Art auction supports patients and honours remarkable creative spirit

Ayako Ellen Anderson’s family organized an art auction to support Canadian Blood Services.

July 30, 2021
A woman smiles as she holds open the glass door to a building.

Update: The family of the late Ayako Ellen Anderson, seen above at the art studio she founded, hosted an art auction in honour of Ellen’s life and legacy as an artist and activist. The auction is now closed. Canadian Blood Services thanks the many supporters of the auction and the Anderson family for choosing to honour their loved one in this way. Contributions from the auction will make a difference for Canadian patients.  

Hundreds of artworks produced with the support of a remarkable Toronto woman are being auctioned off online, and the proceeds will be donated to Canadian Blood Services.

The art, which was created by dozens of self-taught artists with disabilities, is being auctioned in memory of the late Ayako Ellen Anderson. Ellen was an exceptional artist and community activist who received many blood transfusions before she passed away in 2019.

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Ellen was born to Canadian parents of Japanese heritage in a Second World War internment camp. As a teenager, her art portfolio attracted a full scholarship from the prestigious Carnegie Mellon University in Pittsburgh, where she earned a bachelor’s degree in fine arts. She is perhaps best remembered for the Creative Spirit Art Centre (CSAC), the Toronto studio she founded in 1992 that provided space, training and supplies to budding artists with various mental and physical disabilities.

“The impact of her parents’ experiences of discrimination led her to develop a strong sense of social justice and advocacy,” says Brennan Anderson, Ellen’s youngest son.

Ellen operated CSAC as a non-profit for 25 years, raising money through an ever-changing combination of grants, donations, exhibitions and sales of artworks. Over the years, it enabled hundreds of self-taught artists to harness and express their creativity. Many produced exceptional works that were purchased by collectors and displayed in galleries and museums. Ellen’s oldest son, Gabe Anderson, who was born with cerebral palsy, is among the artists who developed his talents at the centre.

“The success of CSAC helped to change attitudes about people with disabilities,” says Brennan Anderson. “The public’s focus shifted to the amazing things that people with disabilities can accomplish. There’s no doubt in my mind that CSAC contributed to the accessibility legislation enacted across Canada.”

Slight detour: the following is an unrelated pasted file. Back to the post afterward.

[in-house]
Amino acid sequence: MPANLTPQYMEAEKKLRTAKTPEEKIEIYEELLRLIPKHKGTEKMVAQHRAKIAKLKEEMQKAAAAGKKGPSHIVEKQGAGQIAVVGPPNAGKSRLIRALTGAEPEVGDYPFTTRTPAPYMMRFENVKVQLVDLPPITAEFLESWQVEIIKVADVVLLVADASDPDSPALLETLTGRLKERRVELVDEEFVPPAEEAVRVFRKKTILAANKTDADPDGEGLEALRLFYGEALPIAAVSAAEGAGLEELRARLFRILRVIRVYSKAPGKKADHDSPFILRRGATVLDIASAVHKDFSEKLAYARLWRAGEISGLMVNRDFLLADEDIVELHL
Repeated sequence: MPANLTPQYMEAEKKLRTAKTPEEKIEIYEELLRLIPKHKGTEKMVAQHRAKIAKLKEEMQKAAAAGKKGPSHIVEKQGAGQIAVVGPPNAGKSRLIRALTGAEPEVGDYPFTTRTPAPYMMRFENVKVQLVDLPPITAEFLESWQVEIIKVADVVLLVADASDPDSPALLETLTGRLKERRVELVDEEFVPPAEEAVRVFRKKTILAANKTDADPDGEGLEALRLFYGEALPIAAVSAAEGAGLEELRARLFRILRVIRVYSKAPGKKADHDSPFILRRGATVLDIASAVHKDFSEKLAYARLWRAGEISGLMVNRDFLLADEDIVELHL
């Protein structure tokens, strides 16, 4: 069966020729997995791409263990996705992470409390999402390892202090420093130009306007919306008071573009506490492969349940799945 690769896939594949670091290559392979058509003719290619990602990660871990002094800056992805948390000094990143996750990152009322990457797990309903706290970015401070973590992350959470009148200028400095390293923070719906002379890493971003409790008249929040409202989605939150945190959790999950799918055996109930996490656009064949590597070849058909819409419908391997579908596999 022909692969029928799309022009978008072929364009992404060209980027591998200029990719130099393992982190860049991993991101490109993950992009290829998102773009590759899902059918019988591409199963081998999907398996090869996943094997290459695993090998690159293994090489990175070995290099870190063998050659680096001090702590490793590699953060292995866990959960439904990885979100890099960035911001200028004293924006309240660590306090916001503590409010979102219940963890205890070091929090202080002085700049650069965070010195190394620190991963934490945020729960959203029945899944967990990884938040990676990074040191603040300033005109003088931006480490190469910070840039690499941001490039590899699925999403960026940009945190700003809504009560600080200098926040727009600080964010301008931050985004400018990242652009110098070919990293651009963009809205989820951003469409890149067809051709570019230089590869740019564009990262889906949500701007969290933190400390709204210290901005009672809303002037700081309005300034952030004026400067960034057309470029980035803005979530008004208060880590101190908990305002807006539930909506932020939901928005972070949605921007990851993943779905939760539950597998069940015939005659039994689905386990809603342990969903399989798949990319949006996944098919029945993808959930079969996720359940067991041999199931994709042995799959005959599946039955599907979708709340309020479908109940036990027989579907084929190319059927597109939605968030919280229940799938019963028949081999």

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An artist sits at a desk signing autographs with some of his works displayed behind him.

Ayako Ellen Anderson’s son Gabe Anderson was among the artists who honed his talents at the studio his mother founded. Starting July 29, members of the public can bid on pieces of art created by other artists over the centre’s 25-year history. Proceeds will be donated to Canadian Blood Services.

Late in life, Ellen contracted a rare blood disorder and was treated with multiple blood transfusions. Due to concerns about her health and sustainability of the CSAC, she closed the studio in 2018 and devoted her time to finding homes for the hundreds of artworks created there. She donated pieces to the Royal Ontario Museum, the Toronto Archives, the Archives of Ontario and other organizations. After Ellen passed away in 2019, her son Brennan carried on this work. Artworks created at CSAC now adorn the rooms and halls of long-term care homes across southern Ontario.

Starting July 29, 2021, the remaining artworks by these talented self-taught artists are being auctioned off, and the proceeds will be donated to Canadian Blood Services. Financial donations to Canadian Blood Services help save and transform lives. Financial support from in-memory initiatives, such as this art auction, can help to attract new and diverse blood and stem cell donors, fuel innovative research and advance new technologies. It is also a meaningful way to honour the legacy of a loved one.

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“Given how much she appreciated the blood transfusions she received, I’m sure my mother would be happy to know that Canadian Blood Services will benefit from the auction,” says Brennan. “It’s a fitting way to celebrate both her life and the art she inspired.”

There is so much to celebrate about Ellen’s life and her many contributions, in art and beyond. Her work as an activist in fact started many years before the opening of CSAC. As a young mother in Toronto, Ellen couldn’t find a daycare centre that would accept Gabe because of his cerebral palsy. So she started one in a local school; five decades later, it continues to operate. When a serial rapist eluded capture for years, threatening the safety of women in downtown Toronto, Ellen founded the Annex Women’s Action Committee, an organization that provided women with information about sexual assault, self-defence and policing.

Ellen’s years of dedicated community service earned her a 125th Anniversary of the Confederation of Canada Medal. The decision of her family and community to host an art auction in her memory, while supporting patients who rely on Canada’s Lifeline, is just one more piece of her incredible legacy.

When donors give money to Canadian Blood Services, those financial gifts save and transform lives by strengthening our national programs for blood, stem cells, organs and tissues, and by fueling research and innovation. Learn more about financial gifts and fundraising.

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